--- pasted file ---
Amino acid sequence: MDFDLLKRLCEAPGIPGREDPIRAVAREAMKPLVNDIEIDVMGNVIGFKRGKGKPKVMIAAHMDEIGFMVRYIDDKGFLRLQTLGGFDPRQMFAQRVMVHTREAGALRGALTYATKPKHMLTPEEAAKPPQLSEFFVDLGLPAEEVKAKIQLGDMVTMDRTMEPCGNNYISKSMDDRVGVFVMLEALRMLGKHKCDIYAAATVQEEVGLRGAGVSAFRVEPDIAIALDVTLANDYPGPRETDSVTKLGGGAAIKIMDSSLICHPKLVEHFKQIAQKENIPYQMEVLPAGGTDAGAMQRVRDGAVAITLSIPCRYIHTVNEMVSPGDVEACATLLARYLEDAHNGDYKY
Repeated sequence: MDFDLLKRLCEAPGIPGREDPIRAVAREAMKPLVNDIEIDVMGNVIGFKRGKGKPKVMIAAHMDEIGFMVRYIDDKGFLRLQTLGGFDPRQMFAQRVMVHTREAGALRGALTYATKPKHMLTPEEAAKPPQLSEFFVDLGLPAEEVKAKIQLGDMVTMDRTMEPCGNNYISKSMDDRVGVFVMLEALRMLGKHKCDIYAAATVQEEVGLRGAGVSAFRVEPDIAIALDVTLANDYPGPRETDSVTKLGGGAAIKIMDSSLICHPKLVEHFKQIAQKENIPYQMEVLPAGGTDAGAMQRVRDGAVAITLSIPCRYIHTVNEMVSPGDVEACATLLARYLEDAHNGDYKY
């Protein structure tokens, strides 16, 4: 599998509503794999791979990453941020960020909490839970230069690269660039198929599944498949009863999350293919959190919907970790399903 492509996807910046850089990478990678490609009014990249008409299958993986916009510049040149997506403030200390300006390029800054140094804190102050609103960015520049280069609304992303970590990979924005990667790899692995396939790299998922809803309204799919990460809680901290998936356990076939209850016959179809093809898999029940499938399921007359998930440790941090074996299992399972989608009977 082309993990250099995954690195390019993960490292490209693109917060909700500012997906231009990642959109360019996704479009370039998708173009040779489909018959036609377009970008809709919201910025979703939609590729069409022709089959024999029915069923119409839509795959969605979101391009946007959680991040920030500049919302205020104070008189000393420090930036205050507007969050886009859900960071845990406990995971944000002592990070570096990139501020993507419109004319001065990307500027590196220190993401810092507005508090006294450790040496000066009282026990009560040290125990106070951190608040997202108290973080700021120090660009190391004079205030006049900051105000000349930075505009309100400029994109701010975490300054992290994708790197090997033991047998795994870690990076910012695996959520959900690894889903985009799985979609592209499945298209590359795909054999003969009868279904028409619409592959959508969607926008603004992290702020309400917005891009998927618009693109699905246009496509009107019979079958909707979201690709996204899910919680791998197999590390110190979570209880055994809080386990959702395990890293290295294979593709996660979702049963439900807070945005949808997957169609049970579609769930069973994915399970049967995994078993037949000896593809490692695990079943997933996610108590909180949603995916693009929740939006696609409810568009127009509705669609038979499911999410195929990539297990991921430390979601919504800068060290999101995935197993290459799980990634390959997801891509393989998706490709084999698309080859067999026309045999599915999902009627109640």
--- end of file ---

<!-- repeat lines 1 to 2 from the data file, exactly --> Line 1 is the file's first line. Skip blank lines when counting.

Amino acid sequence: MDFDLLKRLCEAPGIPGREDPIRAVAREAMKPLVNDIEIDVMGNVIGFKRGKGKPKVMIAAHMDEIGFMVRYIDDKGFLRLQTLGGFDPRQMFAQRVMVHTREAGALRGALTYATKPKHMLTPEEAAKPPQLSEFFVDLGLPAEEVKAKIQLGDMVTMDRTMEPCGNNYISKSMDDRVGVFVMLEALRMLGKHKCDIYAAATVQEEVGLRGAGVSAFRVEPDIAIALDVTLANDYPGPRETDSVTKLGGGAAIKIMDSSLICHPKLVEHFKQIAQKENIPYQMEVLPAGGTDAGAMQRVRDGAVAITLSIPCRYIHTVNEMVSPGDVEACATLLARYLEDAHNGDYKY
Repeated sequence: MDFDLLKRLCEAPGIPGREDPIRAVAREAMKPLVNDIEIDVMGNVIGFKRGKGKPKVMIAAHMDEIGFMVRYIDDKGFLRLQTLGGFDPRQMFAQRVMVHTREAGALRGALTYATKPKHMLTPEEAAKPPQLSEFFVDLGLPAEEVKAKIQLGDMVTMDRTMEPCGNNYISKSMDDRVGVFVMLEALRMLGKHKCDIYAAATVQEEVGLRGAGVSAFRVEPDIAIALDVTLANDYPGPRETDSVTKLGGGAAIKIMDSSLICHPKLVEHFKQIAQKENIPYQMEVLPAGGTDAGAMQRVRDGAVAITLSIPCRYIHTVNEMVSPGDVEACATLLARYLEDAHNGDYKY